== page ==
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Businesses boarding up windows ahead of Brown grand jury ruling

FERGUSON, MO (KTVI) – With people across the city waiting for a grand jury in the case of Officer Darren Wilson shooting Michael Brown, many businesses in Ferguson have taken the step of boarding up their windows.  While some simply never made repairs after being looted during the August rioting, others say the move is simply a precaution they have to take.

Along West Florissant Avenue, the center of most of the violence in Ferguson after the Brown shooting, the majority of businesses now have plywood covering their windows.

One notable exception is the Ferguson Burger Bar.  Owner Charles Davis says he’s trusting in God, and the people of his city, that his property won’t be damaged should people pour into the streets after a grand jury decision.  He says he wants to show that faith in people to passers-by.

“I’ve had people come in and say, ‘Hey, thanks for not boarding up.’  So that alone has given them something.  What it’s given them, I don’t know.”

But many others have made a different decision.  Buildings up and down West Florissant are covered.

Thomas Bradley, from the barber shop next door to the Burger Bar, says it was a tough decision to make, but one he couldn’t help.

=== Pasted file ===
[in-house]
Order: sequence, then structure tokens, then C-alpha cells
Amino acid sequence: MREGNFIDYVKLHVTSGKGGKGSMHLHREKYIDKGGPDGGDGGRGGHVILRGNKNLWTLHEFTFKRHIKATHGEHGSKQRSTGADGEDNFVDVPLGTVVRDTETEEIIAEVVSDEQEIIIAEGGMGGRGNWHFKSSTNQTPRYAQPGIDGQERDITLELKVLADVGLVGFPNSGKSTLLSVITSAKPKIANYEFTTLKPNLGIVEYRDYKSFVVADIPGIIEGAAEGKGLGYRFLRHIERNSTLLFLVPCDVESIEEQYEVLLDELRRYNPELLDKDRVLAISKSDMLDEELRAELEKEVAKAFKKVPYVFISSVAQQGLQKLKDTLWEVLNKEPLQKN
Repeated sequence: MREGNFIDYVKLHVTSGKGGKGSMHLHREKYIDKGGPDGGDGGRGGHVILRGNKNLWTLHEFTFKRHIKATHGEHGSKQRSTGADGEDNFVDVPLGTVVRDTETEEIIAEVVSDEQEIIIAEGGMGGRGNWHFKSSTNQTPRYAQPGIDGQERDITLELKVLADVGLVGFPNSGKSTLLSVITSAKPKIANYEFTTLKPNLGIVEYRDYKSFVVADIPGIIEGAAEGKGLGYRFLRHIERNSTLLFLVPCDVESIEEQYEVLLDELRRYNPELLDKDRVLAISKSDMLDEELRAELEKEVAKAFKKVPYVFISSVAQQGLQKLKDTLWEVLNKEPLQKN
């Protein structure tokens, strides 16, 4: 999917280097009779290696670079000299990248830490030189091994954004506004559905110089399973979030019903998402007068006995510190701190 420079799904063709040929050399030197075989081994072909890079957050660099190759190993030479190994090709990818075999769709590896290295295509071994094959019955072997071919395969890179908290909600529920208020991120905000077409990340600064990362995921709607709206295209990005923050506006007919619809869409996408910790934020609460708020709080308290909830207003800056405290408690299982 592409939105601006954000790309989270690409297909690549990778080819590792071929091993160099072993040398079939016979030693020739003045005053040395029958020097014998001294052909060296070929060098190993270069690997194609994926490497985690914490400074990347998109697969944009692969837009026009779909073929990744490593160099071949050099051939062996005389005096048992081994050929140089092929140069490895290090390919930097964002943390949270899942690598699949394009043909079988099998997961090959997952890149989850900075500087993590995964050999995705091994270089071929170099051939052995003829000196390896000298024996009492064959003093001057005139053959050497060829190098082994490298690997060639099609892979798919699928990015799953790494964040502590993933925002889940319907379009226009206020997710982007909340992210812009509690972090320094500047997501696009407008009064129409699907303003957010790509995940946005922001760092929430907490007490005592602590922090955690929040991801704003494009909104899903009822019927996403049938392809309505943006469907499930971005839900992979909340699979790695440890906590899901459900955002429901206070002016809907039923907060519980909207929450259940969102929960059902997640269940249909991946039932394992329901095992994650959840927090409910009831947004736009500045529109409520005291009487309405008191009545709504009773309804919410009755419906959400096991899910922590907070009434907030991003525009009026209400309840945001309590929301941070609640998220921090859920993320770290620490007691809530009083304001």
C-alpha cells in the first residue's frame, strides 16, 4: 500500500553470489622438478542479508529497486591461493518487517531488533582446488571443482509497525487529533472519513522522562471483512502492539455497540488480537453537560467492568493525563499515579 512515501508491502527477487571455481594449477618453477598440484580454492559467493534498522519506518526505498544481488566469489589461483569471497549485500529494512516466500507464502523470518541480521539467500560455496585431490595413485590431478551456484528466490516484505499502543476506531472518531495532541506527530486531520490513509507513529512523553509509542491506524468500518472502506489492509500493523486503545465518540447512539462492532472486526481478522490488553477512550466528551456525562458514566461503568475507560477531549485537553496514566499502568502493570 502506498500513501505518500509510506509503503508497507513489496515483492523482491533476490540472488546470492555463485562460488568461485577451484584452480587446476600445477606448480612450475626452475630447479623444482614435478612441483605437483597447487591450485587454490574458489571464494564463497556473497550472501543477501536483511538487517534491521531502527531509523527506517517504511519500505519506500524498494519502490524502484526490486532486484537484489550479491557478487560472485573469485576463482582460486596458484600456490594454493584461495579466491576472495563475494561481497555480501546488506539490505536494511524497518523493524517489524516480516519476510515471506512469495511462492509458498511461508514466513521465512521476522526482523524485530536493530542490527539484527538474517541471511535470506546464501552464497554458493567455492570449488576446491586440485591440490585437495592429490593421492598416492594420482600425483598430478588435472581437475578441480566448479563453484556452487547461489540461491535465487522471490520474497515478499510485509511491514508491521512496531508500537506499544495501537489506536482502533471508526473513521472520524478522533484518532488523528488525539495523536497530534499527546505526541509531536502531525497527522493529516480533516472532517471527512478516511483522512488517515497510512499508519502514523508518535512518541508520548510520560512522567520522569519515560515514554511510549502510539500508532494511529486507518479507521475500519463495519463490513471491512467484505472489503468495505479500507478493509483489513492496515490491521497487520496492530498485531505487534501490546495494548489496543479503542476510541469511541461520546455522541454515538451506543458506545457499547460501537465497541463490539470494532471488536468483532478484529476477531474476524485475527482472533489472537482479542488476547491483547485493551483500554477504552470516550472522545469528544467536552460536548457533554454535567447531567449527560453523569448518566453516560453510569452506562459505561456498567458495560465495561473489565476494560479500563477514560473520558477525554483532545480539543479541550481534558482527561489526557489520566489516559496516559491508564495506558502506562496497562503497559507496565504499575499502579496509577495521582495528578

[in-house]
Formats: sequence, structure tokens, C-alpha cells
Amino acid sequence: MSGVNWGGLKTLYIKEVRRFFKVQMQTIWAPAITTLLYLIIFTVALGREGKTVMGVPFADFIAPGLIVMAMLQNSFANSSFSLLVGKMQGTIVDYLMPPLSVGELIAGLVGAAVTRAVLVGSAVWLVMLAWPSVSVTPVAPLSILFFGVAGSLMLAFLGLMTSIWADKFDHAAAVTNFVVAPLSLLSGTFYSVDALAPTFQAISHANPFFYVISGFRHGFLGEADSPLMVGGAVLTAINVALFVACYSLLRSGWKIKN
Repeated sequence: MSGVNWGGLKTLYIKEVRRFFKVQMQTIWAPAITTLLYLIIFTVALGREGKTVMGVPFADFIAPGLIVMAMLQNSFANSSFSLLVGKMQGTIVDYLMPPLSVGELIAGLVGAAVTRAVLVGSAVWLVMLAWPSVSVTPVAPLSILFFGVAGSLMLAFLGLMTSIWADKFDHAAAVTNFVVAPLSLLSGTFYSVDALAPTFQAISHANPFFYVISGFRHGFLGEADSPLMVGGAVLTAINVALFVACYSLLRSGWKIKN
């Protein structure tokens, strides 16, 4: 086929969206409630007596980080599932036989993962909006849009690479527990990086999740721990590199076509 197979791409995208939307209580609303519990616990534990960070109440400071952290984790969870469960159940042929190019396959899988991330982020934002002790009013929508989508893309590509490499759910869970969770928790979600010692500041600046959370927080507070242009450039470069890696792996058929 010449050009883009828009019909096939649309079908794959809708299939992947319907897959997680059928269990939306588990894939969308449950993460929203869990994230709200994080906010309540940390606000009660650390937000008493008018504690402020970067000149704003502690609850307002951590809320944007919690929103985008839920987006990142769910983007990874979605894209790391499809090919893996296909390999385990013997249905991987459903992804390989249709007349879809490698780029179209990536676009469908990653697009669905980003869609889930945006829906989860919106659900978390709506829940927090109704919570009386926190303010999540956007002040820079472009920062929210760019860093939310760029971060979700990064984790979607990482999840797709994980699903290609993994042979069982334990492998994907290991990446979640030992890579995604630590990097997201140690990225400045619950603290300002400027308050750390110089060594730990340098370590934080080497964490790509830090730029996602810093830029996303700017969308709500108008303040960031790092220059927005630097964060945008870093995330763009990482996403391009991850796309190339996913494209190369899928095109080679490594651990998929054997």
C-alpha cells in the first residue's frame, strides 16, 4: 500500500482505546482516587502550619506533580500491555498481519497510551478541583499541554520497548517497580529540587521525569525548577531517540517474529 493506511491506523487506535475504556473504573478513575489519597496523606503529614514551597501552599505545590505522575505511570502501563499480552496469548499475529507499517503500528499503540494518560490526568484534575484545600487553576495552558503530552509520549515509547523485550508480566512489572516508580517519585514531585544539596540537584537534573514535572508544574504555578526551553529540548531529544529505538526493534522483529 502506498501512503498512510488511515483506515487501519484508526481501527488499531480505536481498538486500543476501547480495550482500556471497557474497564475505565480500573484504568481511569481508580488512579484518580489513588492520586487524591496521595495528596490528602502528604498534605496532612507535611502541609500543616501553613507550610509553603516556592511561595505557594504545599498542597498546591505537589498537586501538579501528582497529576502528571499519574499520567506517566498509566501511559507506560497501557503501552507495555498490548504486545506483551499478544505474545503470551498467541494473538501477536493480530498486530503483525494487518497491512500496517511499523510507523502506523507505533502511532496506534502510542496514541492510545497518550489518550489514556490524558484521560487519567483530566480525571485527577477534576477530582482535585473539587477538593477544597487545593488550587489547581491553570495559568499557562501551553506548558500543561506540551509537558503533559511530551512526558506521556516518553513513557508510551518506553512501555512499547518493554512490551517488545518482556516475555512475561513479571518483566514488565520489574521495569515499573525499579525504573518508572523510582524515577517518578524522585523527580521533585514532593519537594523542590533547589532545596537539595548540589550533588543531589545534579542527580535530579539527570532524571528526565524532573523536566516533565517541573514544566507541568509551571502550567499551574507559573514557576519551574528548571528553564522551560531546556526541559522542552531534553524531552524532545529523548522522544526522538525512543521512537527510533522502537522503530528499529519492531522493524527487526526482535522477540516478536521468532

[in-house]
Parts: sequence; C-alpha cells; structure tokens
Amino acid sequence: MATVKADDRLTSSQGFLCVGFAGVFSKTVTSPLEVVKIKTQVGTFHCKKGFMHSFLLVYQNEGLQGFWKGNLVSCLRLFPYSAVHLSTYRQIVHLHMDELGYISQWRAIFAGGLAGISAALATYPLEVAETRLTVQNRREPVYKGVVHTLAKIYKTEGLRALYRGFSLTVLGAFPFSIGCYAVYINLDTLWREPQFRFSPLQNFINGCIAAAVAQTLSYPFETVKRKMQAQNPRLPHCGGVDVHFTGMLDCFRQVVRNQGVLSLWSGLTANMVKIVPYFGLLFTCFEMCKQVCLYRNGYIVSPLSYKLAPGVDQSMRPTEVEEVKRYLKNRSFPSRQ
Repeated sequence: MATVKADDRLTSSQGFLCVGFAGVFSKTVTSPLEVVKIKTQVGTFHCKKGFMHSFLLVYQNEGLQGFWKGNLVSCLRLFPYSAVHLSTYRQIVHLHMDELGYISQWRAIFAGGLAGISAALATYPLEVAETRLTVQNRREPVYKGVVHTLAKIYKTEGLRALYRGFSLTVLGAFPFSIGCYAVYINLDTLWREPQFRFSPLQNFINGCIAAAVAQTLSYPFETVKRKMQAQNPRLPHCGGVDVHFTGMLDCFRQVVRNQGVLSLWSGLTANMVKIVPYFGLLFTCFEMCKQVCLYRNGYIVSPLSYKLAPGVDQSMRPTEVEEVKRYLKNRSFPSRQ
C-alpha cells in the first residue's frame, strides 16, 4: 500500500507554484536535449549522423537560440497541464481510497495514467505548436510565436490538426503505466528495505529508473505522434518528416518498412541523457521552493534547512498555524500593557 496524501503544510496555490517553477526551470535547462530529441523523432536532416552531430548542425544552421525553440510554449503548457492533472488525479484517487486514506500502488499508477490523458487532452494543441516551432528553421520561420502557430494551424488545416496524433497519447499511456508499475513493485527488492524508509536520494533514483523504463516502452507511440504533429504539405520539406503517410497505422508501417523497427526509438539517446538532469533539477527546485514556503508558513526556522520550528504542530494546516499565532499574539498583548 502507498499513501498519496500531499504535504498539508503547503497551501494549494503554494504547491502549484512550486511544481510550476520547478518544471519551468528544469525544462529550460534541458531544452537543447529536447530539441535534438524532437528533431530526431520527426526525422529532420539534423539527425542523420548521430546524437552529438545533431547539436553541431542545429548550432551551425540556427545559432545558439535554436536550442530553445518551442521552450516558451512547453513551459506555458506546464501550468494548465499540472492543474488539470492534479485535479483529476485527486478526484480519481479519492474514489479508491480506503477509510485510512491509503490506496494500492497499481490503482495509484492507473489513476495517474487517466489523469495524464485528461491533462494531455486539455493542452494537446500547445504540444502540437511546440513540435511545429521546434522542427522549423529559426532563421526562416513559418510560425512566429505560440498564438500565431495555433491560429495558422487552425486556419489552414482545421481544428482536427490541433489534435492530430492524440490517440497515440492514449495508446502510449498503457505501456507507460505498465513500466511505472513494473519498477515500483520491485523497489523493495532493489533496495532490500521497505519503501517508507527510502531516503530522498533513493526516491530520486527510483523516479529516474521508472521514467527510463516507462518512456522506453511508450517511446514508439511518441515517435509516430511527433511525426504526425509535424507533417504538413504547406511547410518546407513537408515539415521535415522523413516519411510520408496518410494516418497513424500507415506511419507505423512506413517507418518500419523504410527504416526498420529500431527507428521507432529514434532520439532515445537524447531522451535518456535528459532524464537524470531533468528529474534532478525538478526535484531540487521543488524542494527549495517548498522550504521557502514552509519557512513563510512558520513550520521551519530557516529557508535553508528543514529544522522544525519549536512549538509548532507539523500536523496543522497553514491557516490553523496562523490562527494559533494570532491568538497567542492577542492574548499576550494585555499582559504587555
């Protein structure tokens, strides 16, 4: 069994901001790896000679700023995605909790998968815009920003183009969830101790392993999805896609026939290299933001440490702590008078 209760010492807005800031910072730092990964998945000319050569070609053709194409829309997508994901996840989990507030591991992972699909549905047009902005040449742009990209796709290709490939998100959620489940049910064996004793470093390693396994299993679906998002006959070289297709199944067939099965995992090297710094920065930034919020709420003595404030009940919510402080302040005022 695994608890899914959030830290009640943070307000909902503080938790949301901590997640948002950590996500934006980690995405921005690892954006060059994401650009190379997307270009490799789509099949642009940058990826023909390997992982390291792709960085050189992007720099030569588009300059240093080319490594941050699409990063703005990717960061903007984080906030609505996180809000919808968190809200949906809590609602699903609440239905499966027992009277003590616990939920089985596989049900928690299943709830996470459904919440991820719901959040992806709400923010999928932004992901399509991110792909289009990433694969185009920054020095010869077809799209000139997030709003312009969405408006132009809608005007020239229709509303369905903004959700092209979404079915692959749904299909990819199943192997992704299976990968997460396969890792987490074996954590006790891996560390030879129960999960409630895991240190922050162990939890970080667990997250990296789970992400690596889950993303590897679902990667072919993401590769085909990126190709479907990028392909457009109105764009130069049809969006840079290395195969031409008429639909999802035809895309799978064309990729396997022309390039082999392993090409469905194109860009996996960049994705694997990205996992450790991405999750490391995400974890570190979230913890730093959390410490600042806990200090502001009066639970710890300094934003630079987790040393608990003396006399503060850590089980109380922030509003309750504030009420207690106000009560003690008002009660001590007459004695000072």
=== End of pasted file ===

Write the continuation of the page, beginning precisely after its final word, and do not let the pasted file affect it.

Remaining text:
“I don’t want to seem like I’m tucking my tail between my legs just because we had to sit behind the boards, but I don’t like the fact we have to board up, because a lot of my customers ride past and they say, ‘Maybe they’re not open right now.’”

Back next door, Davis says he understands the pressure Bradley feels.

“I can say it’s understandable because a small business like us, we can’t take a hit like a larger company like a McDonald’s, Schnucks, Walmart,” he said.  “We can’t take it.  We can be out of business tomorrow on a devastating situation.”

“It’s a catch 22,” Bradley says, “because you want justice to be served and people to have their voice heard, but on the other hand I can’t call Ameren and say, ‘Hey justice is being served.’  They want their money too.”

He says he’s protecting a precarious position.  Since the unrest began, he says he’s lost eighty percent of his business.  He can’t afford another financial hit.

Now he and others wait for the grand jury’s ruling and whatever may follow, acknowledging that in places like coastal towns, when you see people boarding up windows, it usually means a storm is coming.


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